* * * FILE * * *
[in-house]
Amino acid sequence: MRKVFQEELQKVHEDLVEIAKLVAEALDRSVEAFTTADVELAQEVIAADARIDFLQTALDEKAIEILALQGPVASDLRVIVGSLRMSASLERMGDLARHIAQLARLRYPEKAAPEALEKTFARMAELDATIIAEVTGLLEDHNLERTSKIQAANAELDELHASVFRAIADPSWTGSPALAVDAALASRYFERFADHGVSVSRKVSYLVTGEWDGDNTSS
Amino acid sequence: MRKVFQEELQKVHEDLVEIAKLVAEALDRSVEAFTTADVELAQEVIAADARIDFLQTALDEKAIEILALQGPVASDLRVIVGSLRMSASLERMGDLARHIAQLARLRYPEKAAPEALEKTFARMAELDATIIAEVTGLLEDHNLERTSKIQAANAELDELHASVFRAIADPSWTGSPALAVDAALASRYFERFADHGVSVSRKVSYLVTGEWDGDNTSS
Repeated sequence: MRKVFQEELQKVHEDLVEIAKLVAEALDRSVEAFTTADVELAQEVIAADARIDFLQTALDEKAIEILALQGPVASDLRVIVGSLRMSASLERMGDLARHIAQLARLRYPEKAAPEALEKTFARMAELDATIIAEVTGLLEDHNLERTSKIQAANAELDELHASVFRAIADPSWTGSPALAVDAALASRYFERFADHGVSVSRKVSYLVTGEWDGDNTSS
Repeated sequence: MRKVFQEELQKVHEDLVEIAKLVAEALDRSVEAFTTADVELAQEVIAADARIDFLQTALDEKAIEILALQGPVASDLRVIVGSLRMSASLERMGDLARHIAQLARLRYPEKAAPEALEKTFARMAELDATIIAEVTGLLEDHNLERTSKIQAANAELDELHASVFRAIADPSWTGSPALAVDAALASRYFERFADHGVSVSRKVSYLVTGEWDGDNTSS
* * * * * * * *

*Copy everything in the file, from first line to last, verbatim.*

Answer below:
[in-house]
Amino acid sequence: MRKVFQEELQKVHEDLVEIAKLVAEALDRSVEAFTTADVELAQEVIAADARIDFLQTALDEKAIEILALQGPVASDLRVIVGSLRMSASLERMGDLARHIAQLARLRYPEKAAPEALEKTFARMAELDATIIAEVTGLLEDHNLERTSKIQAANAELDELHASVFRAIADPSWTGSPALAVDAALASRYFERFADHGVSVSRKVSYLVTGEWDGDNTSS
Amino acid sequence: MRKVFQEELQKVHEDLVEIAKLVAEALDRSVEAFTTADVELAQEVIAADARIDFLQTALDEKAIEILALQGPVASDLRVIVGSLRMSASLERMGDLARHIAQLARLRYPEKAAPEALEKTFARMAELDATIIAEVTGLLEDHNLERTSKIQAANAELDELHASVFRAIADPSWTGSPALAVDAALASRYFERFADHGVSVSRKVSYLVTGEWDGDNTSS
Repeated sequence: MRKVFQEELQKVHEDLVEIAKLVAEALDRSVEAFTTADVELAQEVIAADARIDFLQTALDEKAIEILALQGPVASDLRVIVGSLRMSASLERMGDLARHIAQLARLRYPEKAAPEALEKTFARMAELDATIIAEVTGLLEDHNLERTSKIQAANAELDELHASVFRAIADPSWTGSPALAVDAALASRYFERFADHGVSVSRKVSYLVTGEWDGDNTSS
Repeated sequence: MRKVFQEELQKVHEDLVEIAKLVAEALDRSVEAFTTADVELAQEVIAADARIDFLQTALDEKAIEILALQGPVASDLRVIVGSLRMSASLERMGDLARHIAQLARLRYPEKAAPEALEKTFARMAELDATIIAEVTGLLEDHNLERTSKIQAANAELDELHASVFRAIADPSWTGSPALAVDAALASRYFERFADHGVSVSRKVSYLVTGEWDGDNTSS